KUALA LUMPUR: It is no secret that doubles shuttler Lim Khim Wah’s weak link is his service.
Instead of whining about it, the diminutive Khim Wah has been spending extra hours perfecting his service so that he and his partner Goh V Shem can end Malaysia’s long wait for the men’s doubles title in the All-England from March 4-9 in Birmingham.
Last month, Khim Wah and V Shem brought great joy to the doubles department when they defeated Hong Wei-Chai Biao of China in the final of the Malaysian Open and end the country’s four-year wait for a home title.
Although they won, Khim Wah’s poor service was glaring – 10 of his services ended up in the net, much to the dismay of the home fans.
Khim Wah admitted that his service problem is due to nerves.
“I know my service is my weakness but I’m better now compared to the past. I think a lot when I’m about to serve … I want it to be a beautiful shot and 100% perfect but nerves sometimes get the better of me,” said Khim Wah.
“At the Malaysian Open, I did okay during the semi-finals (against Angga Pratama-Rian Agung Saputra of Indonesia) but I made some errors during my first Superseries Premier final. The atmosphere inside the stadium was electrifying and it heaped a lot of pressure on me … and I got nervous.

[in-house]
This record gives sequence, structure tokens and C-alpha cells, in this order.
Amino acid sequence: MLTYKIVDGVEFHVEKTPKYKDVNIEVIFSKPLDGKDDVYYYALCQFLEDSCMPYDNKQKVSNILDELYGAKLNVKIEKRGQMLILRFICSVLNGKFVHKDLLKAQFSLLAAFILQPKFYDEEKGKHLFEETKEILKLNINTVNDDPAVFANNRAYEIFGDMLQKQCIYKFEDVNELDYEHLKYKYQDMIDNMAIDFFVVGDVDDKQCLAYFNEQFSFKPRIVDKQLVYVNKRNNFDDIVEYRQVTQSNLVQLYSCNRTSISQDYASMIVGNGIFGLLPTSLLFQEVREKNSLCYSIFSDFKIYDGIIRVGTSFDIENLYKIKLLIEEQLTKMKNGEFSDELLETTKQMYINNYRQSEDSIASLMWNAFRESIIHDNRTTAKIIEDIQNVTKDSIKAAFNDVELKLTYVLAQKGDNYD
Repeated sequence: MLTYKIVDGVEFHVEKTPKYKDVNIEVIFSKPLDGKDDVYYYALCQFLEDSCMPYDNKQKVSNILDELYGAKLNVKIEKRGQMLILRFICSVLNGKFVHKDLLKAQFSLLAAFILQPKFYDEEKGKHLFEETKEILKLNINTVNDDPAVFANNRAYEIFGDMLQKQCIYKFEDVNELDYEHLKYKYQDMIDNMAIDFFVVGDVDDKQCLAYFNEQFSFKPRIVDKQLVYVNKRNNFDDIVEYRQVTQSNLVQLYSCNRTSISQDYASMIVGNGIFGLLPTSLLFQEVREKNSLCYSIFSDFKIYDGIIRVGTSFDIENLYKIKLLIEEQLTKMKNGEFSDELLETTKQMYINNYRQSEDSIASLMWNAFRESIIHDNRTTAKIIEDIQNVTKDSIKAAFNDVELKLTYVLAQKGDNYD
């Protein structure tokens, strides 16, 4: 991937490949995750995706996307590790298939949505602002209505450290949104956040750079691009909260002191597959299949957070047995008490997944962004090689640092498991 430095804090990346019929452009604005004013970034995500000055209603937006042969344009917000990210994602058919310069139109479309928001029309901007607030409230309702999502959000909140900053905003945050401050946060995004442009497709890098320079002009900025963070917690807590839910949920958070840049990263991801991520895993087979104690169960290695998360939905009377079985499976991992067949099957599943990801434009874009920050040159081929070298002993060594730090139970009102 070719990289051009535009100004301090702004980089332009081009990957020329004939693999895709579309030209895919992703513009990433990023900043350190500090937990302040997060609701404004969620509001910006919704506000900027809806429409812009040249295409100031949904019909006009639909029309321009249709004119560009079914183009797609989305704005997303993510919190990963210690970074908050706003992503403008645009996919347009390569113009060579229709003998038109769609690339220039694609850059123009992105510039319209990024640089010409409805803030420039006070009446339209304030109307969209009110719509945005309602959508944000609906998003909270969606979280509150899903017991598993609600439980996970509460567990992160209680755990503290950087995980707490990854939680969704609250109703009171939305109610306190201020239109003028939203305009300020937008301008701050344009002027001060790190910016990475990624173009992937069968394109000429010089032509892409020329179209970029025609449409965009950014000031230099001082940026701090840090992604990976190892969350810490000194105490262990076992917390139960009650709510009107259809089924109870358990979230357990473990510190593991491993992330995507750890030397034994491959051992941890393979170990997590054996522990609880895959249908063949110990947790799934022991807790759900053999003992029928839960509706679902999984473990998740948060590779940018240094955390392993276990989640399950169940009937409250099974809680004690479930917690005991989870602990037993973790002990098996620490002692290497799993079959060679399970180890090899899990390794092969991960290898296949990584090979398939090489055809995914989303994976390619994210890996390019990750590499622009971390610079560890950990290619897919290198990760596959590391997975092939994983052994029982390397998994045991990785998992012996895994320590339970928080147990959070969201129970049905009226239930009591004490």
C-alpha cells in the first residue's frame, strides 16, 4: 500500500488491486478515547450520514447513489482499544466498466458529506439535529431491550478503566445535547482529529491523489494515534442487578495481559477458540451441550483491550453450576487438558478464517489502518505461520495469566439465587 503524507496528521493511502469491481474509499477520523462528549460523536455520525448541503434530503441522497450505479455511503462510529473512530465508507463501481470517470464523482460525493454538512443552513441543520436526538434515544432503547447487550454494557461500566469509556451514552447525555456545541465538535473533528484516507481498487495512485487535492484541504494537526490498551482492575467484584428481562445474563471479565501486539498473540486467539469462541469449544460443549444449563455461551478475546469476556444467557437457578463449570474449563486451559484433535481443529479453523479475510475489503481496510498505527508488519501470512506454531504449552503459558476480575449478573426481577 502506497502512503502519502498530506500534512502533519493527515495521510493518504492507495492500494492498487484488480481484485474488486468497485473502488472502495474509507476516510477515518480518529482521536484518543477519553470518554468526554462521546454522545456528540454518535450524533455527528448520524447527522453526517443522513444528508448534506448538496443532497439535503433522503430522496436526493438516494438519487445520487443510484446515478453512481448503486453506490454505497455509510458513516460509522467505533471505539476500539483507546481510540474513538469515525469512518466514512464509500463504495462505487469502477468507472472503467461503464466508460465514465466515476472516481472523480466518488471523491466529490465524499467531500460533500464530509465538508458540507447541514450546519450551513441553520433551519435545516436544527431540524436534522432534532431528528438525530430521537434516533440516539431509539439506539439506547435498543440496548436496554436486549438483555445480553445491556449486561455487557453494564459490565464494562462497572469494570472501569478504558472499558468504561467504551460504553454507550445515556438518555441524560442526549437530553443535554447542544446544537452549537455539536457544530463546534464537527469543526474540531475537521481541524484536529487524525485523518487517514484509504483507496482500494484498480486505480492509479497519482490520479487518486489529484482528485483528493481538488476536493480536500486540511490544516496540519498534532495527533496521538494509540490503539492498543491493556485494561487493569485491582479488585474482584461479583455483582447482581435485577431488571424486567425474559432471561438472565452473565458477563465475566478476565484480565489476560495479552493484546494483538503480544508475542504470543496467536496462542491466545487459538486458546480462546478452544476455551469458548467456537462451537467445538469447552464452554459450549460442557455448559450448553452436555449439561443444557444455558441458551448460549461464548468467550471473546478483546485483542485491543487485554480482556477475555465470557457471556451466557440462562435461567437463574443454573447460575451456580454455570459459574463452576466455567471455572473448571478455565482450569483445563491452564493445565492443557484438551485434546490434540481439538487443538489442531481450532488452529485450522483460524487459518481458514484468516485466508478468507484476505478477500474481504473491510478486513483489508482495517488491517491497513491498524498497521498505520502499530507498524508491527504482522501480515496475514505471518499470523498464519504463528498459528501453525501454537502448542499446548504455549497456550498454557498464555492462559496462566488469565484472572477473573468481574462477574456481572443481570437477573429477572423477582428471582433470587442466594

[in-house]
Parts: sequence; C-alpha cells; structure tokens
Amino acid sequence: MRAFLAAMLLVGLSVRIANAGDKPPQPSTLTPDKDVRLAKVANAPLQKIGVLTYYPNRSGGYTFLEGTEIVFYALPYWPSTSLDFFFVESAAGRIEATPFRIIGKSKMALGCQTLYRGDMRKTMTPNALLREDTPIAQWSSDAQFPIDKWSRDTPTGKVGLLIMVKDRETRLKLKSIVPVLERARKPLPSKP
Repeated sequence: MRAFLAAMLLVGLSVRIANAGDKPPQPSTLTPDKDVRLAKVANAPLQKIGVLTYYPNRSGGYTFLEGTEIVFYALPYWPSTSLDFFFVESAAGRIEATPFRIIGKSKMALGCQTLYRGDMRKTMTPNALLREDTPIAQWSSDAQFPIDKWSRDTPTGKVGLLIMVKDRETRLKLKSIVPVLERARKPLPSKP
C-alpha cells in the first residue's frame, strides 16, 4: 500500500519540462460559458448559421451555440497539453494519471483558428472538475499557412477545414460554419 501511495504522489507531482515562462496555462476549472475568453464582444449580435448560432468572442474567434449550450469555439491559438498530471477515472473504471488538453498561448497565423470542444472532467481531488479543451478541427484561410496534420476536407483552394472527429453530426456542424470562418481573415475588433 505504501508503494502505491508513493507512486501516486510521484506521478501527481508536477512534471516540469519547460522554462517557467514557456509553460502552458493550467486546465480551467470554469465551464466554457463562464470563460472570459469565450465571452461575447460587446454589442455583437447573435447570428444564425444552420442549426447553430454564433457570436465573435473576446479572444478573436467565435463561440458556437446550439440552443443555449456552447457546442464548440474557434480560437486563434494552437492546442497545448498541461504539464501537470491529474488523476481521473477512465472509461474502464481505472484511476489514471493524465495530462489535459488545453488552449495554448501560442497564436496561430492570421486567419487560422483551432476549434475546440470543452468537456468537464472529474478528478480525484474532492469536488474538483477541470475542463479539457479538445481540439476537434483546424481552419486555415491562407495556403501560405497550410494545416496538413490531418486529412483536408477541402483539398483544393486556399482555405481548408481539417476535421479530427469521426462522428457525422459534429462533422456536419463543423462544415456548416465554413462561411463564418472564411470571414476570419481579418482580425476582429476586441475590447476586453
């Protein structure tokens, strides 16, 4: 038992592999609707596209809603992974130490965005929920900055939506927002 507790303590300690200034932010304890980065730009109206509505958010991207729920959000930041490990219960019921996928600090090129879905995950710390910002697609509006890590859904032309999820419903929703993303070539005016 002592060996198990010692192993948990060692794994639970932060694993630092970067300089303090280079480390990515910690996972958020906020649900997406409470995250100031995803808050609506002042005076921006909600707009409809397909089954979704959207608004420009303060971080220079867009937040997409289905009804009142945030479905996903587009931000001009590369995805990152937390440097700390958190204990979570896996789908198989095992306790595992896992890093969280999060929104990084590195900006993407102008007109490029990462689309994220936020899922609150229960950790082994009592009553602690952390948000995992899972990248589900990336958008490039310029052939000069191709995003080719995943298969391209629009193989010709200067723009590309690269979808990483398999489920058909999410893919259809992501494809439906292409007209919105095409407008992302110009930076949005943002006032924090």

“I managed to overcome it and V Shem and I eventually won the title. It has given me a lot of confidence and I know that I can now manage my emotions better on court.”
In fact, it was Khim Wah’s service problem that nearly ended his partnership with V Shem previously.
V Shem was upset that his partner could not master the art of sending the shuttle across – and they broke up twice before finally deciding to put their differences aside and support one another on court.
Khim Wah is also happy that a wrist problem, which he aggravated during the Malaysian Open, has healed.
“I developed a swollen tendon on my wrist after the Malaysian Open but it’s much better now. I have scaled down my on-court training for the last few days and have been confined to practising my serves. I can go full-swing into training from Monday,” said Khim Wah.
Now that he has more or less rectified his weakness, Khim Wah is looking forward to the All-England with optimism.
The absence of two Koreans pairs – Lee Yong-dae-Yoo Yeon-seong and Kim Ki-jung-Kim Sa-rang – has thrown the men’s doubles title chase wide open.
Yong-dae and Ki-jung are serving a one-year ban for failing to notify the authorities of their whereabouts during dope tests.
“There is a chance now … V Shem and I will do our best to win the All-England title. Our major challengers will be Mohd Ahsan-Hendra Setiawan (of Indonesia) and Mathias Boe-Carsten Mogensen (of Denmark),” said Khim Wah.
“Hopefully, we will get a good seeding and avoid these pairs in the early rounds. If V Shem and I get it right, we can end the seven-year wait (for the men’s doubles title),” he said.
Malaysia last won the All-England doubles title through Koo Kien Keat-Tan Boon Heong in 2007.